Republican women like Carly Fiorina and Senator Joni Ernst (IA) have criticized Clinton for being inauthentic, or insincere, in her gender-based appeals. Both women have argued that “it’s not enough to be a woman” in the 2016 presidential race, arguing that Clinton is seeking to benefit from her gender by symbolism instead of substance. Fiorina has argued that Clinton and other progressives cannot define feminism on their own terms, claiming that it “has devolved into a left-leaning political ideology where women are pitted against men and used as a political weapon to win elections.” In a column for Medium titled “Redefining Feminism,” Fiorina provides her own definition of feminism: “A feminist is a woman who lives the life she chooses. … A woman may choose to have five children and home-school them. She may choose to become a CEO, or run for President.” Some have claimed Fiorina’s shift toward feminist rhetoric is simply a marketing strategy, inauthentic in its own right, but the debate it has inspired has raised questions about whether or not there are any clear criteria for authentic feminism and how that translates into political rhetoric and policy priorities for the women and men running in 2016.
Other critics have argued that “playing the gender card” is a symbolic strategy void of substance. Last week, Ed Rogers (Washington Post) wrote that Clinton is a candidate “who is more interested in acting as some sort of symbol than in being an engaged, working president.” Rogers overlooks the importance that identity can have on experience, perceptions, priorities, and behavior, not only of candidates and officeholders, but also among voters and constituents. An extensive literature exists demonstrating the important influence of diversity in political leadership, with effects that are both symbolic and substantive. Hillary Clinton carefully identified the benefit of her identity in an interview with the Des Moines Register on the same day Rogers wrote his piece, explaining, “I expect to be judged on my merits, and the historic nature of my candidacy is one of the merits that I hope people take into account.”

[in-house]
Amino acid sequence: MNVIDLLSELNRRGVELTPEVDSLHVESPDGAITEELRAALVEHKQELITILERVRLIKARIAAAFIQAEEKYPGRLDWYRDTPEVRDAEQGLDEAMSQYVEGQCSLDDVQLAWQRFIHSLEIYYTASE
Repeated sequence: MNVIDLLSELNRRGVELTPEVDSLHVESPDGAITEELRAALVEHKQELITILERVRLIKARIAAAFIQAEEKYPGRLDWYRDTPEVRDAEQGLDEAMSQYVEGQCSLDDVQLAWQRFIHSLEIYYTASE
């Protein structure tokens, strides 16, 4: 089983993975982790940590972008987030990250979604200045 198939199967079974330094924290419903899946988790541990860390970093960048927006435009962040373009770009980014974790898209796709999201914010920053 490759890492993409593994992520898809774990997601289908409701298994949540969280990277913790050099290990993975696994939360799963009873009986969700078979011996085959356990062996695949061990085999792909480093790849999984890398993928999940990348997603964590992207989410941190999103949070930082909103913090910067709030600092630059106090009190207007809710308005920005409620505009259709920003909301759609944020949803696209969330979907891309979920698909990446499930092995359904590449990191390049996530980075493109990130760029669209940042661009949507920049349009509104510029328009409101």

The Clinton campaign has taken on sites for gender bias directly, including the age references noted above. They did so again on June 10th, posting an inaugural photo to Instagram that featured red, white, and blue pantsuits with the caption “Hard choices.” Some criticized the levity of the post, including Carly Fiorina’s Super PAC, and others may fear that introducing any dialogue about candidate appearance will make it “fair game” to journalists and commentators covering the campaign. However, the sarcasm inherent in Clinton’s post simultaneously humorizes and criticizes a focus on appearance over substance, something that research shows is particularly harmful to women candidates. Rather tellingly, however, the New York Times posted an analysis of Clinton’s pantsuit less than a week after her social media dig, with style columnist Vanessa Friedman arguing that Clinton’s reference to her style demonstrates its importance to the campaign (and thus the validity of analyzing it). She goes on to question Clinton’s choice of a high-end Ralph Lauren suit for her Roosevelt Island launch, raising questions of authenticity of another kind that can be communicated by the affordability of a presidential candidate’s wardrobe. To be fair, Friedman reviewed Jeb Bush’s choice of wardrobe for his campaign announcement just a day after the Clinton post, demonstrating that her commentary may not discriminate by candidate gender even if its effects may differ for the men and women she covers.